When shareholders of a closely held C Corporation sell their shares to an ESOP (Employee Stock Option Plan) and the ESOP owns 30% or more of the common stock the selling shareholders can do an ESOP rollover.
With an ESOP rollover, the selling shareholders can defer their capital gains as long as they invest the proceeds into Qualified Replacement Property (QRP) as defined by section 1042 of the IRS Code. Capital gains on the sale to an ESOP are deferred as long as the QRP isn't sold.
Qualified Replacement Property must pass 3 tests. It must be the right type of security. It must pass an asset test, and then pass an income test.
Does BlackRock’s common stock pass the three tests and count as a Qualified Replacement Property for an ESOP Rollover?
1042 Qualified Replacement Property can’t be federal or local government bonds, a mutual fund, an ETF, CD, or a Real Estate Investment Trust.
1042 QRP can be common stock, preferred stock, corporate fixed-rate bonds, corporate convertible bonds, or FRNs.
We’re looking at BlackRock’s common stock as a potential 1042 qualified replacement property so it passes the first test.
To pass the asset test the company must use 50% or more of its assets in "active conduct of trade." The IRS Code doesn't go into further detail.
We'll classify assets into operational or non-operational assets. We'll only count operational assets towards the active conduct of trade.
Operational assets are the assets needed on a daily basis to operate the business. This includes:
- Accounts receivable
Non-operating assets are assets that can still generate revenue but are not needed for the daily operations of a business. This includes:
- Short-term investments
- Marketable securities
- Vacant land
- Interest income from a fixed deposit
Below is the asset section from BlackRock's balance sheet from their 2021 Q3 10-Q.
The first item to remove and the easiest to identify is the Investment line item.
The next two line items Separate Accounts Assets and Separate Account Collateral Held Under Securities Lending Agreements are harder because they are not readily identifiable as operating or non-operating assets. This is how BlackRock describes each line item.
For Separate Account Assets.
Separate Account Assets and Liabilities. Separate account assets are maintained by BlackRock Life Limited, a wholly owned subsidiary of the Company, which is a registered life insurance company in the United Kingdom (“UK”), and represent segregated assets held for purposes of funding individual and group pension contracts. The life insurance company does not underwrite any insurance contracts that involve any insurance risk transfer from the insured to the life insurance company. The separate account assets primarily include equity securities, debt securities, money market funds and derivatives. The separate account assets are not subject to general claims of the creditors of BlackRock. These separate account assets and the related equal and offsetting liabilities are recorded as separate account assets and separate account liabilities on the condensed consolidated statements of financial condition. 9 The net investment income attributable to separate account assets supporting individual and group pension contracts accrues directly to the contract owner and is not reported on the condensed consolidated statements of income. While BlackRock has no economic interest in these separate account assets and liabilities, BlackRock earns policy administration and management fees associated with these products, which are included in investment advisory, administration fees and securities lending revenue on the condensed consolidated statements of income. [emphasis added]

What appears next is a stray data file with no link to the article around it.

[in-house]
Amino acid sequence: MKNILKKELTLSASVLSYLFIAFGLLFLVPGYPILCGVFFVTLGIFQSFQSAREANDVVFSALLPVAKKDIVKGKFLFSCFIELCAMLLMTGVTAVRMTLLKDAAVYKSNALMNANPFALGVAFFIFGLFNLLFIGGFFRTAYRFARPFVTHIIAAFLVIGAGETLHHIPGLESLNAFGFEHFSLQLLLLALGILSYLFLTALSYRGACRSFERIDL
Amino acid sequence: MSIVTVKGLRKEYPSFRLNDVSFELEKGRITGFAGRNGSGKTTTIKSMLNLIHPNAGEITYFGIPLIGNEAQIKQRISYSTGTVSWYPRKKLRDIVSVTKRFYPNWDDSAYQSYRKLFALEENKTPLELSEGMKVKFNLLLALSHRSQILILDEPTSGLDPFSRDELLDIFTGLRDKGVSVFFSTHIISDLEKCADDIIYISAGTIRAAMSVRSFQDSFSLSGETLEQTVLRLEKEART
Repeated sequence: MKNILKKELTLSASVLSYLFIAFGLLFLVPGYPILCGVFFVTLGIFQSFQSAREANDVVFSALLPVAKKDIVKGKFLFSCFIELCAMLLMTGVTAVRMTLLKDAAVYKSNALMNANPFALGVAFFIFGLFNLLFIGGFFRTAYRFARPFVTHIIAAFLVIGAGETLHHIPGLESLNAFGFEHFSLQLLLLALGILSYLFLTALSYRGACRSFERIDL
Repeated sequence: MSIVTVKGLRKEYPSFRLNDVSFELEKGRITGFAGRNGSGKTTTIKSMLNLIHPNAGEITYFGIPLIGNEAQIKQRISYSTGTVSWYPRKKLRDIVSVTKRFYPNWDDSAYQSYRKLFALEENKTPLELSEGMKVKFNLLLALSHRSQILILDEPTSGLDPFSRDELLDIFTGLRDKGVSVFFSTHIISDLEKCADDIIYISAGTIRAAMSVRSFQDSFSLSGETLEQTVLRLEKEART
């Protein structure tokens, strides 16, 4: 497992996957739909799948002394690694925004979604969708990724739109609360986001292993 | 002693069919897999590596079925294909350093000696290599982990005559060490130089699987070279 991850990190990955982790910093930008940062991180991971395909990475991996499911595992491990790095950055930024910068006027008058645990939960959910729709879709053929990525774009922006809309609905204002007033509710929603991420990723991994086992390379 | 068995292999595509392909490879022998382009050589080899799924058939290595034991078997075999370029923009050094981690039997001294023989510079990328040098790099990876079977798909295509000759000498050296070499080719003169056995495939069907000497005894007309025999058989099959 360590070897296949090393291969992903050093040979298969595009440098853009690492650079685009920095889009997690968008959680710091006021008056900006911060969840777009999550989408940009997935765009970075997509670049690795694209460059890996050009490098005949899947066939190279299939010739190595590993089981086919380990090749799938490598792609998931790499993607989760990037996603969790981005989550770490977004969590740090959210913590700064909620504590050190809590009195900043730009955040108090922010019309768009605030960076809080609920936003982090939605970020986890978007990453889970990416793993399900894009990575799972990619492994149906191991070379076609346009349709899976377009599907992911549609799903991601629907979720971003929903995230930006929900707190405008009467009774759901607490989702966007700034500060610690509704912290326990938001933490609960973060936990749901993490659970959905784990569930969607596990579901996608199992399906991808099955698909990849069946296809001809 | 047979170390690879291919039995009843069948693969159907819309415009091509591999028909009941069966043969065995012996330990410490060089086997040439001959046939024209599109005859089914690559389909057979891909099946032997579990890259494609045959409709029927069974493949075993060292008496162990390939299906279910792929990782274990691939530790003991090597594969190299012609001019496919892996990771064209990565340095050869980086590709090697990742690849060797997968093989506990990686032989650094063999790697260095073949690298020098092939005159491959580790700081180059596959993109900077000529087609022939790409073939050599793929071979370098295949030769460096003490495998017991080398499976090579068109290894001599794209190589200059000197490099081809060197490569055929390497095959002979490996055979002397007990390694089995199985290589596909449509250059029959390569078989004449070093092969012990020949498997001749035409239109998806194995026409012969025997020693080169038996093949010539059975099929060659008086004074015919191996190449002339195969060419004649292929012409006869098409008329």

And for Separate ACcount Collateral Held Under Securities Lending Agreements
In addition, the Company records on its condensed consolidated statements of financial condition the separate account collateral received under BlackRock Life Limited securities lending arrangements as its own asset in addition to an equal and offsetting separate account collateral liability for the obligation to return the collateral. The collateral is not available to creditors of the Company, and the borrowers under the securities lending arrangements have no recourse to the Company’s assets.
When dealing with the IRS and determining if an asset qualifies as 1042 qualified replacement property we will take a conservative approach. Based on the bolded sentences above, we do not think these line items on BlackRock's balance sheet count as assets involved in the active conduct of trade and we will count them as non-operating assets.
The right column is our adjustment removing non-operating assets.
BlackRock does not pass the Asset Test
BlackRock is not QRP
Based on our assessment of what constitutes qualified replacement property, BlackRock appears to fail the assets test and therefore does not count as 1042 Qualified Replacement property for an ESOP Rollover. However this should not be construed as investment or tax advice, and investors contemplating an ESOP rollover and the investment of 1042 qualified replacement property should first consult with their lawyer and tax advisor.